By Alinta Geling
Douentza was the southernmost town taken over by the Islamists during the Malian crisis of 2012, and for months it was in the hands of the rebels. Cut off from the outside world, many people fled southward or to neighboring countries. Now, two years later, the majority of the population has returned home, and life is getting back to normal. However, traces of the crisis are still visible. Not just in tangible objects such as bombed out houses or cars, but mostly in the hearts and minds of the people who left and those who stayed behind. All have stories to tell. Stories they carry with them every day. This is Dikore Diallo’s story.
Dikore is an elderly woman who has three small grandchildren living with her in Douentza. Born with bad vision, she is now practically blind and must rely on her grandchildren to guide her through the darkness. The family earns a living by buying and selling such small articles as bars of soap, fruits, or homemade prayer rugs. Currently, Dikore has access to a tap and is selling water to people who fill their jerry cans for a small fee. Most of the time she manages to make a living, but not always, because of her limited eyesight. “I can only sell small quantities because that is all I can oversee,” she explains. “If I buy in bulk, people can easily steal from me without me noticing, so if I have only four bars of soap to sell, they have to come so close that I will notice.”
In 2012, when the Islamists were closing in on Douentza, Dikore felt it wasn’t safe to stay, so she fled to Burkina Faso. Unfortunately, due to limited means, she could only take one child with her and left the other two with a friend. She didn’t know anyone in Burkina, but fear of the jihadists drove her to leave town in haste. After a nine-hour bus drive, Dikore and her grandchild arrived in Ouagadougou, the capital of Burkina Faso, where their lives took an astonishing turn when they met a woman who welcomed them into her family.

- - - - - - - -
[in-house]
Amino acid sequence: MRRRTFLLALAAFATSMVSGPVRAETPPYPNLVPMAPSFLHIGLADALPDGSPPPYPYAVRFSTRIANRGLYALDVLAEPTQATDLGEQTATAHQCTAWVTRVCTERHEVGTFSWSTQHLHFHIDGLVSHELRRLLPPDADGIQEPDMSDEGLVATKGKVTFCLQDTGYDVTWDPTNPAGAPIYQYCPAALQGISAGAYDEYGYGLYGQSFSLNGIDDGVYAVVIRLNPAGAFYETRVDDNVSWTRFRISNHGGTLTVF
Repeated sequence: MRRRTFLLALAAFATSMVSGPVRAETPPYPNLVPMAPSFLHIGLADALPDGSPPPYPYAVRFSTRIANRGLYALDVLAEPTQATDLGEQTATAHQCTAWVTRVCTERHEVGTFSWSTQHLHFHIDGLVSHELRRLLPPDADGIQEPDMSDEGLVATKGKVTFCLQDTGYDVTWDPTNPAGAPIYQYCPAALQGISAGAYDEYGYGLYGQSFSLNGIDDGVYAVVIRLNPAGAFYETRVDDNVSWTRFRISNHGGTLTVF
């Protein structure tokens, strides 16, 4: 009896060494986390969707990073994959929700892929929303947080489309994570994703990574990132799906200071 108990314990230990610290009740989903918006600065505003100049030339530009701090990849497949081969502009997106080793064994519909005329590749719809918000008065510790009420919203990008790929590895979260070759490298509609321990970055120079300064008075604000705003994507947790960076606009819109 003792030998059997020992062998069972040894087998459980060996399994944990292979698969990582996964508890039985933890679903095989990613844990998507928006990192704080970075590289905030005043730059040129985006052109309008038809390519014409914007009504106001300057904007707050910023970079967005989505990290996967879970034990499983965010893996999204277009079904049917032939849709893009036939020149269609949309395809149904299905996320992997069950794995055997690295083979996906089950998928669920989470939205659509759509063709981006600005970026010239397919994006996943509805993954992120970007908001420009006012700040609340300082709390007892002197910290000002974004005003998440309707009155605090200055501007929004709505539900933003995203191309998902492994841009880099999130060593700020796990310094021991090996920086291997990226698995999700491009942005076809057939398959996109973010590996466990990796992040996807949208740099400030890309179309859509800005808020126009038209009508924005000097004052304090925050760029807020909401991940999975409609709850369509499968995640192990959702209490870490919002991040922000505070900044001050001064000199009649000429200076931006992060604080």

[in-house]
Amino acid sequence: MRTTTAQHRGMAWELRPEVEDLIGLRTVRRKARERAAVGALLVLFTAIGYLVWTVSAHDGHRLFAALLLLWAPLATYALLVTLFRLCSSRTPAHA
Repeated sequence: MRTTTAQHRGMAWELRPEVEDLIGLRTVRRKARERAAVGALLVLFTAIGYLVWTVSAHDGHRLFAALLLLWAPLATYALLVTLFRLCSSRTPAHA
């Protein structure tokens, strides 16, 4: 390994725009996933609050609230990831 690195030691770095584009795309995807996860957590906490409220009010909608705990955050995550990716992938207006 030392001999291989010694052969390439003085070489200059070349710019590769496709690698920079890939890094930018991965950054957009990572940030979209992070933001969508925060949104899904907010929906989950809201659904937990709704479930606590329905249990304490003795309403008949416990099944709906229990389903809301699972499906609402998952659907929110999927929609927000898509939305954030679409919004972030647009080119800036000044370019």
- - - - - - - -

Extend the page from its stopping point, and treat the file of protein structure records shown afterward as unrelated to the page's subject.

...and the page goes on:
Although she had found food and shelter, Dikore didn’t feel at ease in Burkina because she had no way to earn a living. So after almost four months in Burkina Faso, she went to the market every day to beg for money to pay for the return trip to Mali. Instead of returning to Douentza, however, she made the fateful decision to go to Diabaly, a town near Ségou. Just before Dikore and her grandchild arrived in Diabaly, the French Air Force had started bombarding major Islamist towns in the north of Mali. As a result, hundreds of Islamists fled to Mauritania, not far from Diabaly, where they launched a counterattack. Fleeing the fierce fighting in Douentza, Dikore found herself in the middle of the Battle of Diabaly, which ruined the city and its population.
Not able to imagine a situation worse than Diabaly, Dikore returned to her home in Douentza. Although it was safer there, Douentza was not much better than Diabaly because so many people had fled the city that there was little activity and no way to earn money. Then Dikore received what she calls “a gift from God,” in the form of a small amount of cash and four sacks of millet as part of the RECAPE project financed by USAID and executed by NEF. “The NEF aid came just when I thought there was no one to help me,” Dikore says. “I’m so grateful my life is getting back to normal and that I have been able to restart my water-selling business.”
It is strange how the most tragic stories are so often filled with hope. Dikore’s story is one of disability, struggle, tragic choices, violence, and severe poverty. But at the same time, it is a story of good people with good intentions, of strong women and open arms. It shows how small acts of kindness and generosity can have a direct impact on someone’s life, and that even when we think we have nowhere to turn, we are not alone.